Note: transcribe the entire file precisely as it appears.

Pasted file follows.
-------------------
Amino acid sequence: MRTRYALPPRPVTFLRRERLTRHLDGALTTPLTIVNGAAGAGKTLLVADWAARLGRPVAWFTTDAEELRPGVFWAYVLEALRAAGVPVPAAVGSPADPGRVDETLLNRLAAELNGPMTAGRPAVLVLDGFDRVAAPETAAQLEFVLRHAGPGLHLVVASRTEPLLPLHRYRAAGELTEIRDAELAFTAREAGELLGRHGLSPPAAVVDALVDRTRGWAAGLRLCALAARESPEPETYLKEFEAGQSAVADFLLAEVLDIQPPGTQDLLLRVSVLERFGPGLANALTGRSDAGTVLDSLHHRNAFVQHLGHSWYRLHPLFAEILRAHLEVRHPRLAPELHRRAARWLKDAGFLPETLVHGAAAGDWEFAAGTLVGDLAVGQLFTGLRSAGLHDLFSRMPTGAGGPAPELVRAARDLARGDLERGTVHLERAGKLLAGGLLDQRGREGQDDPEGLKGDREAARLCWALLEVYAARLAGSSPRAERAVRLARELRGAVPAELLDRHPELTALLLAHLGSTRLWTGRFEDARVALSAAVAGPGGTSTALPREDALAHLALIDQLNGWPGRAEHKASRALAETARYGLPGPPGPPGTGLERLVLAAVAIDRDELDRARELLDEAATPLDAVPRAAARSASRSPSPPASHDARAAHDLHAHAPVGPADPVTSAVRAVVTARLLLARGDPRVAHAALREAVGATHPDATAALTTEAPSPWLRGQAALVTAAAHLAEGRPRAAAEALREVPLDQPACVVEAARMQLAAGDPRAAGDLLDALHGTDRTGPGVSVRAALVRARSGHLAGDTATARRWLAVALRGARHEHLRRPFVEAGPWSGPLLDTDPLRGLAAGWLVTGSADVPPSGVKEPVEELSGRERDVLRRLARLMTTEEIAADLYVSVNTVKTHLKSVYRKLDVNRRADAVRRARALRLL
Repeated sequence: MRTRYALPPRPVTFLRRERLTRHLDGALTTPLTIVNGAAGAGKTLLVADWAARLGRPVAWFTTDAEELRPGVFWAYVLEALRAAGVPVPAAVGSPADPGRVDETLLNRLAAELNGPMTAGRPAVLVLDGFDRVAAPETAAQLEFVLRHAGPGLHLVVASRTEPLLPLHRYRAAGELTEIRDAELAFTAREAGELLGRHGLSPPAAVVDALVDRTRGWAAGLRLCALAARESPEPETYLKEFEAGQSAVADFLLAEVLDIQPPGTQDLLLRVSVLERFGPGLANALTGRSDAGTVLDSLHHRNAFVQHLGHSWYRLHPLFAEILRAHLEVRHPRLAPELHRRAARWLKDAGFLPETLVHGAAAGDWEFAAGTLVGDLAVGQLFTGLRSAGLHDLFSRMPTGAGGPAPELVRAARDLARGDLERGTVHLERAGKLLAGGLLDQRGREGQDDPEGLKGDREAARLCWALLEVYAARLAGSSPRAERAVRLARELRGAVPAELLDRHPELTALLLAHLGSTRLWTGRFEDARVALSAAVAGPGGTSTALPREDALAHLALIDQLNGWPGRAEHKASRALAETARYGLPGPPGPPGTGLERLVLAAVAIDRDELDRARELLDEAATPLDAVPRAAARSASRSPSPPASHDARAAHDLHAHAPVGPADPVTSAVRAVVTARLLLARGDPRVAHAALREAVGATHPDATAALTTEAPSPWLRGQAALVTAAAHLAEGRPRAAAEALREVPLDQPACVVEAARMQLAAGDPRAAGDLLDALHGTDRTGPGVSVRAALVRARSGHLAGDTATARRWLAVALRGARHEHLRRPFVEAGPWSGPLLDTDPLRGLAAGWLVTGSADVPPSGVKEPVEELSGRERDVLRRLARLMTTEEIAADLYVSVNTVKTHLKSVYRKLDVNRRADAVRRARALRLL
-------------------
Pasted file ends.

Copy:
Amino acid sequence: MRTRYALPPRPVTFLRRERLTRHLDGALTTPLTIVNGAAGAGKTLLVADWAARLGRPVAWFTTDAEELRPGVFWAYVLEALRAAGVPVPAAVGSPADPGRVDETLLNRLAAELNGPMTAGRPAVLVLDGFDRVAAPETAAQLEFVLRHAGPGLHLVVASRTEPLLPLHRYRAAGELTEIRDAELAFTAREAGELLGRHGLSPPAAVVDALVDRTRGWAAGLRLCALAARESPEPETYLKEFEAGQSAVADFLLAEVLDIQPPGTQDLLLRVSVLERFGPGLANALTGRSDAGTVLDSLHHRNAFVQHLGHSWYRLHPLFAEILRAHLEVRHPRLAPELHRRAARWLKDAGFLPETLVHGAAAGDWEFAAGTLVGDLAVGQLFTGLRSAGLHDLFSRMPTGAGGPAPELVRAARDLARGDLERGTVHLERAGKLLAGGLLDQRGREGQDDPEGLKGDREAARLCWALLEVYAARLAGSSPRAERAVRLARELRGAVPAELLDRHPELTALLLAHLGSTRLWTGRFEDARVALSAAVAGPGGTSTALPREDALAHLALIDQLNGWPGRAEHKASRALAETARYGLPGPPGPPGTGLERLVLAAVAIDRDELDRARELLDEAATPLDAVPRAAARSASRSPSPPASHDARAAHDLHAHAPVGPADPVTSAVRAVVTARLLLARGDPRVAHAALREAVGATHPDATAALTTEAPSPWLRGQAALVTAAAHLAEGRPRAAAEALREVPLDQPACVVEAARMQLAAGDPRAAGDLLDALHGTDRTGPGVSVRAALVRARSGHLAGDTATARRWLAVALRGARHEHLRRPFVEAGPWSGPLLDTDPLRGLAAGWLVTGSADVPPSGVKEPVEELSGRERDVLRRLARLMTTEEIAADLYVSVNTVKTHLKSVYRKLDVNRRADAVRRARALRLL
Repeated sequence: MRTRYALPPRPVTFLRRERLTRHLDGALTTPLTIVNGAAGAGKTLLVADWAARLGRPVAWFTTDAEELRPGVFWAYVLEALRAAGVPVPAAVGSPADPGRVDETLLNRLAAELNGPMTAGRPAVLVLDGFDRVAAPETAAQLEFVLRHAGPGLHLVVASRTEPLLPLHRYRAAGELTEIRDAELAFTAREAGELLGRHGLSPPAAVVDALVDRTRGWAAGLRLCALAARESPEPETYLKEFEAGQSAVADFLLAEVLDIQPPGTQDLLLRVSVLERFGPGLANALTGRSDAGTVLDSLHHRNAFVQHLGHSWYRLHPLFAEILRAHLEVRHPRLAPELHRRAARWLKDAGFLPETLVHGAAAGDWEFAAGTLVGDLAVGQLFTGLRSAGLHDLFSRMPTGAGGPAPELVRAARDLARGDLERGTVHLERAGKLLAGGLLDQRGREGQDDPEGLKGDREAARLCWALLEVYAARLAGSSPRAERAVRLARELRGAVPAELLDRHPELTALLLAHLGSTRLWTGRFEDARVALSAAVAGPGGTSTALPREDALAHLALIDQLNGWPGRAEHKASRALAETARYGLPGPPGPPGTGLERLVLAAVAIDRDELDRARELLDEAATPLDAVPRAAARSASRSPSPPASHDARAAHDLHAHAPVGPADPVTSAVRAVVTARLLLARGDPRVAHAALREAVGATHPDATAALTTEAPSPWLRGQAALVTAAAHLAEGRPRAAAEALREVPLDQPACVVEAARMQLAAGDPRAAGDLLDALHGTDRTGPGVSVRAALVRARSGHLAGDTATARRWLAVALRGARHEHLRRPFVEAGPWSGPLLDTDPLRGLAAGWLVTGSADVPPSGVKEPVEELSGRERDVLRRLARLMTTEEIAADLYVSVNTVKTHLKSVYRKLDVNRRADAVRRARALRLL